When is it unsafe to exercise for pregnant women

When not to exercise during pregnancy

Sometimes, your practitioner might tell you that exercise during your pregnancy is strictly forbidden to protect your health or your baby's health (or both).

When you SHOULD NOT exercise during pregnancy

  • Heart or lung disease
  • Cervical insufficiency
  • Persistent second- or third-trimester bleeding
  • Multiple pregnancy (twins or triplets, for example)
  • Preeclampsia (pregnancy-induced high blood pressure)
  • Preterm labor
  • Placenta previa after 26 weeks
  • Ruptured membranes (meaning your water has broken)

You may still be able to do limited movements, such as exercises to strengthen your arms and back. Be sure to ask your doctor whether it's safe for you to walk, gently stretch, and do other low-impact activities. Ask your healthcare provider to tell you exactly what activities are not allowed and whether you need to cut back on the intensity or duration of your workouts.

Also, exercise with caution if you're a heavy smoker, extremely obese, very underweight, or unused to being physically active.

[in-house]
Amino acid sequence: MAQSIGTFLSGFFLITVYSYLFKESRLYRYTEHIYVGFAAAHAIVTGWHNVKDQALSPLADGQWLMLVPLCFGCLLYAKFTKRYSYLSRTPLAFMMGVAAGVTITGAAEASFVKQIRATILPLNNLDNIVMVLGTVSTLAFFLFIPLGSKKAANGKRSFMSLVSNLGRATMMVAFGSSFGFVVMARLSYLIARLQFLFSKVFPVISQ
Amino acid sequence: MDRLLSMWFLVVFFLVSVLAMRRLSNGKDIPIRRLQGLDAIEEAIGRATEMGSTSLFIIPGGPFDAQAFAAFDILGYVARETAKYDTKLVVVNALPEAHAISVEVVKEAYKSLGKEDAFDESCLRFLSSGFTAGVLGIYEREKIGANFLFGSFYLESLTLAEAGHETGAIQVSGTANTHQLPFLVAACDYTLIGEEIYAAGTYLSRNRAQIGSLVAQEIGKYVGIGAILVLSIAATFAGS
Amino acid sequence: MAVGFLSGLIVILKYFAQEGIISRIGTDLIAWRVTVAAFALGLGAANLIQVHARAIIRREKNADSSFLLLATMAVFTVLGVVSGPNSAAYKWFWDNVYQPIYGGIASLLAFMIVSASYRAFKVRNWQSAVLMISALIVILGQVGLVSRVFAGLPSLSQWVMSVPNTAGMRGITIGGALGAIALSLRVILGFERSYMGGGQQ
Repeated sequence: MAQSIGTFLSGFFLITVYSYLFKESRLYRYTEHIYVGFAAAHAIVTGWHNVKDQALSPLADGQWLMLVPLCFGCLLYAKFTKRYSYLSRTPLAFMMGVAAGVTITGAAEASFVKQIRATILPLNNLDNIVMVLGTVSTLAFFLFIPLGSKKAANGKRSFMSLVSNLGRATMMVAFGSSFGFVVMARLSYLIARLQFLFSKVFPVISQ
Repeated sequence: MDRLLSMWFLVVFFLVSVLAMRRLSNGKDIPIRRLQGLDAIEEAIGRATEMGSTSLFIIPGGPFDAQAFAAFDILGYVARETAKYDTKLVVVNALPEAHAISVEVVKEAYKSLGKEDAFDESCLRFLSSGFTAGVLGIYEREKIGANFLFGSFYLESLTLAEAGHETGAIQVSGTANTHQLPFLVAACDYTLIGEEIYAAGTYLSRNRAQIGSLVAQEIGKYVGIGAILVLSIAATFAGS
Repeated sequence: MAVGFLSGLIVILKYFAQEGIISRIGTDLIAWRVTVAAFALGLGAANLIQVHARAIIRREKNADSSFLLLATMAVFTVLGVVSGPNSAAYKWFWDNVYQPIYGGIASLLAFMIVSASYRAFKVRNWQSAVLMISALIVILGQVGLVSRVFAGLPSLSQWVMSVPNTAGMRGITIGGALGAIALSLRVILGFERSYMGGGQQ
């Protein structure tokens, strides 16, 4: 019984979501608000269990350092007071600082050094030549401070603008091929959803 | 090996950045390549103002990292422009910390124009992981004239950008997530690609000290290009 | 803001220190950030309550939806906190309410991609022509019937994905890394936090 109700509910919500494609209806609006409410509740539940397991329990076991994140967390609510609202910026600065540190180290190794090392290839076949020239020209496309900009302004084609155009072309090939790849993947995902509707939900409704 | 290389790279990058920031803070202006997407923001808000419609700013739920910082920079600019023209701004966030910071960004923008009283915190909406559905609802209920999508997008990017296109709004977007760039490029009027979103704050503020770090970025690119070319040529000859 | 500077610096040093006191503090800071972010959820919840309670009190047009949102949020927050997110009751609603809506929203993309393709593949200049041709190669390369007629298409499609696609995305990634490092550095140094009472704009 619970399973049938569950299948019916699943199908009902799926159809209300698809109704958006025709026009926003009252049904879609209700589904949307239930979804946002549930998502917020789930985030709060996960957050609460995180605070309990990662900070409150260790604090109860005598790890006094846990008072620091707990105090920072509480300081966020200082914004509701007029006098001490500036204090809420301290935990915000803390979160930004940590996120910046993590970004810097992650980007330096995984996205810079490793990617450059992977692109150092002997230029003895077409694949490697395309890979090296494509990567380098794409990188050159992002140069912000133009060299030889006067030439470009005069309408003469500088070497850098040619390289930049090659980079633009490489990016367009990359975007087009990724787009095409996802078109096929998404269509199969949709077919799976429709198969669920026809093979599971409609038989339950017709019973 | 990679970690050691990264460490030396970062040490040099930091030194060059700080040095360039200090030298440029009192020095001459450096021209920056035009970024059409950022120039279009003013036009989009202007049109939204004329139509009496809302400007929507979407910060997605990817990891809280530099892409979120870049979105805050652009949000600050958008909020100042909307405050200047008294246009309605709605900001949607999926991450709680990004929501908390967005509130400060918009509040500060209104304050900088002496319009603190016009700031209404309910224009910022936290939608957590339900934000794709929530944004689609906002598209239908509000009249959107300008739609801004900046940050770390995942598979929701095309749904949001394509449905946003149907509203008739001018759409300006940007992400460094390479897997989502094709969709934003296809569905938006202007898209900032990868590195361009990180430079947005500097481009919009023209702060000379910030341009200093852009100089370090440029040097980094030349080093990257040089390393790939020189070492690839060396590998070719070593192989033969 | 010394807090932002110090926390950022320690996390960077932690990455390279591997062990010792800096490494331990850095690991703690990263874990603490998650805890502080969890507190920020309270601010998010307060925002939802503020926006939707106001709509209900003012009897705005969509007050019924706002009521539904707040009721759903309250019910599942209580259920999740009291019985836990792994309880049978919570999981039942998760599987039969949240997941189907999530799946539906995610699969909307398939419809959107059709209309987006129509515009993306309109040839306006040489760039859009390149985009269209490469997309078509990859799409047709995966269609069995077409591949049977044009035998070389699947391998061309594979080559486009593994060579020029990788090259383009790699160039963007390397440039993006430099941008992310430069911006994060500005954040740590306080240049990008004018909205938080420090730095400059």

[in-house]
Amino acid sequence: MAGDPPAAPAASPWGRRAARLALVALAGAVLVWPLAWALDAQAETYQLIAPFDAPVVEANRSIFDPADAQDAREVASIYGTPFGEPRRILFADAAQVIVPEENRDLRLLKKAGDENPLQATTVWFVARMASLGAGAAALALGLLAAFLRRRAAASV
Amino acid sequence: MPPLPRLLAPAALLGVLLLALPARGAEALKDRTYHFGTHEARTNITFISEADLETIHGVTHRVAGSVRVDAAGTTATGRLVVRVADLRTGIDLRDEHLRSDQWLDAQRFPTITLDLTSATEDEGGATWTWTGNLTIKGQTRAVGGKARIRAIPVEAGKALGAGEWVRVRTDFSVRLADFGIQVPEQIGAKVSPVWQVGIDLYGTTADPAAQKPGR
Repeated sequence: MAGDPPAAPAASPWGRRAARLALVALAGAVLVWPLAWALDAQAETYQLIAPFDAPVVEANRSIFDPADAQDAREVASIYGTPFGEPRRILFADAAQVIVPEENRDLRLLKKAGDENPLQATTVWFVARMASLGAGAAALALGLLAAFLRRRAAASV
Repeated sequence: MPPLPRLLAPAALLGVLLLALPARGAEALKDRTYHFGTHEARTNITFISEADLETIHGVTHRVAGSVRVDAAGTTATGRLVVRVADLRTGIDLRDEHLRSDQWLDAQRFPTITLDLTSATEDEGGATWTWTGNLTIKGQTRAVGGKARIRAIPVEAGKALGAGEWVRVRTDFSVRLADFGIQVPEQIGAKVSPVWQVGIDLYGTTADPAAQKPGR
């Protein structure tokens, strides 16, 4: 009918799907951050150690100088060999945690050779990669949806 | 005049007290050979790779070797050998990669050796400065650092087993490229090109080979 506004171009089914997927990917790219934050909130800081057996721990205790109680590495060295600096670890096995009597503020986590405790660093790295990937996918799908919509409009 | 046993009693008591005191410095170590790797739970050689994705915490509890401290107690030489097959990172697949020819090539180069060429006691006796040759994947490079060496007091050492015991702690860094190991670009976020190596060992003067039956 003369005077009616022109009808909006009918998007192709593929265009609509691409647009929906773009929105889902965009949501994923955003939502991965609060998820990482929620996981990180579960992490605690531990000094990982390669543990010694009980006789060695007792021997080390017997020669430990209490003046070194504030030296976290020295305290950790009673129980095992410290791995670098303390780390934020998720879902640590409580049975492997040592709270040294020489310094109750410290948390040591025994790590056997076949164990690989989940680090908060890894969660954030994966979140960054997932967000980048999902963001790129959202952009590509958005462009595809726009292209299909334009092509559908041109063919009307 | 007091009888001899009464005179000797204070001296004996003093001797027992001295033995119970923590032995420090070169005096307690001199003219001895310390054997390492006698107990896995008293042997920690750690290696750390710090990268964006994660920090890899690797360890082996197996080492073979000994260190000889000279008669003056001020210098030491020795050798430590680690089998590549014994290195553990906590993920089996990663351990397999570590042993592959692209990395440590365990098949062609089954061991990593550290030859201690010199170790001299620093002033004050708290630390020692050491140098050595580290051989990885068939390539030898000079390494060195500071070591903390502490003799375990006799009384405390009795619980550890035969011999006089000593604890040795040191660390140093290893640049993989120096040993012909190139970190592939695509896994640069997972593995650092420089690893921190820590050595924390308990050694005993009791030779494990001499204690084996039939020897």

When to check with your doctor before you start exercising

Having certain other conditions means you need to exercise with caution. Regular physical activity is an important part of a healthy pregnancy. However, even if your doctor gives you the go-ahead to work out, don't overdo it. Ask your provider to recommend a safe exercise routine if you have:

  • Vaginal bleeding
  • Shortness of breath
  • Dizziness or feeling faint
  • Headache
  • Muscle weakness
  • Chest pain
  • Contractions or preterm labor
  • Calf pain or swelling (which could indicate a blood clot)
  • Decreased fetal movement
  • Fluid leaking (or gushing) from your vagina

In the above cases, go to emergency care immediately and get treated.